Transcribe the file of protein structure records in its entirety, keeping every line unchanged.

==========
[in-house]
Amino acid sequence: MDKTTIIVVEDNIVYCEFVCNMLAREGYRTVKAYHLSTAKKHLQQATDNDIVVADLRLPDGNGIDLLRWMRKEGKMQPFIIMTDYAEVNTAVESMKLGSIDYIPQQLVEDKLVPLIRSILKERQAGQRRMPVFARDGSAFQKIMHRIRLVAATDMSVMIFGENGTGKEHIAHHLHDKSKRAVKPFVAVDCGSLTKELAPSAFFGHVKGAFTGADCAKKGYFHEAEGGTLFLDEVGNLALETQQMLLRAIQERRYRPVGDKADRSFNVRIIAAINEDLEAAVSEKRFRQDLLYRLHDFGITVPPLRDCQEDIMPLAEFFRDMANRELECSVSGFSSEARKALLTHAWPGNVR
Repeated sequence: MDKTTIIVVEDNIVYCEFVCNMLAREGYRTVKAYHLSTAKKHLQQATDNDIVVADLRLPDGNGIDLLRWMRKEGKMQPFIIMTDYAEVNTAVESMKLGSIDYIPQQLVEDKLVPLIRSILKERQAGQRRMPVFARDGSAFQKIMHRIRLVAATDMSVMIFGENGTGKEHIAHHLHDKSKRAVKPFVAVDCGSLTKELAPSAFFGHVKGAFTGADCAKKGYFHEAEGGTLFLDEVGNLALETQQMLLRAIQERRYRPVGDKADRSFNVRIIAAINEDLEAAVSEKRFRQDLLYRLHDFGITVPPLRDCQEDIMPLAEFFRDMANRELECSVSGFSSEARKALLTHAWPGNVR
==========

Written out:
[in-house]
Amino acid sequence: MDKTTIIVVEDNIVYCEFVCNMLAREGYRTVKAYHLSTAKKHLQQATDNDIVVADLRLPDGNGIDLLRWMRKEGKMQPFIIMTDYAEVNTAVESMKLGSIDYIPQQLVEDKLVPLIRSILKERQAGQRRMPVFARDGSAFQKIMHRIRLVAATDMSVMIFGENGTGKEHIAHHLHDKSKRAVKPFVAVDCGSLTKELAPSAFFGHVKGAFTGADCAKKGYFHEAEGGTLFLDEVGNLALETQQMLLRAIQERRYRPVGDKADRSFNVRIIAAINEDLEAAVSEKRFRQDLLYRLHDFGITVPPLRDCQEDIMPLAEFFRDMANRELECSVSGFSSEARKALLTHAWPGNVR
Repeated sequence: MDKTTIIVVEDNIVYCEFVCNMLAREGYRTVKAYHLSTAKKHLQQATDNDIVVADLRLPDGNGIDLLRWMRKEGKMQPFIIMTDYAEVNTAVESMKLGSIDYIPQQLVEDKLVPLIRSILKERQAGQRRMPVFARDGSAFQKIMHRIRLVAATDMSVMIFGENGTGKEHIAHHLHDKSKRAVKPFVAVDCGSLTKELAPSAFFGHVKGAFTGADCAKKGYFHEAEGGTLFLDEVGNLALETQQMLLRAIQERRYRPVGDKADRSFNVRIIAAINEDLEAAVSEKRFRQDLLYRLHDFGITVPPLRDCQEDIMPLAEFFRDMANRELECSVSGFSSEARKALLTHAWPGNVR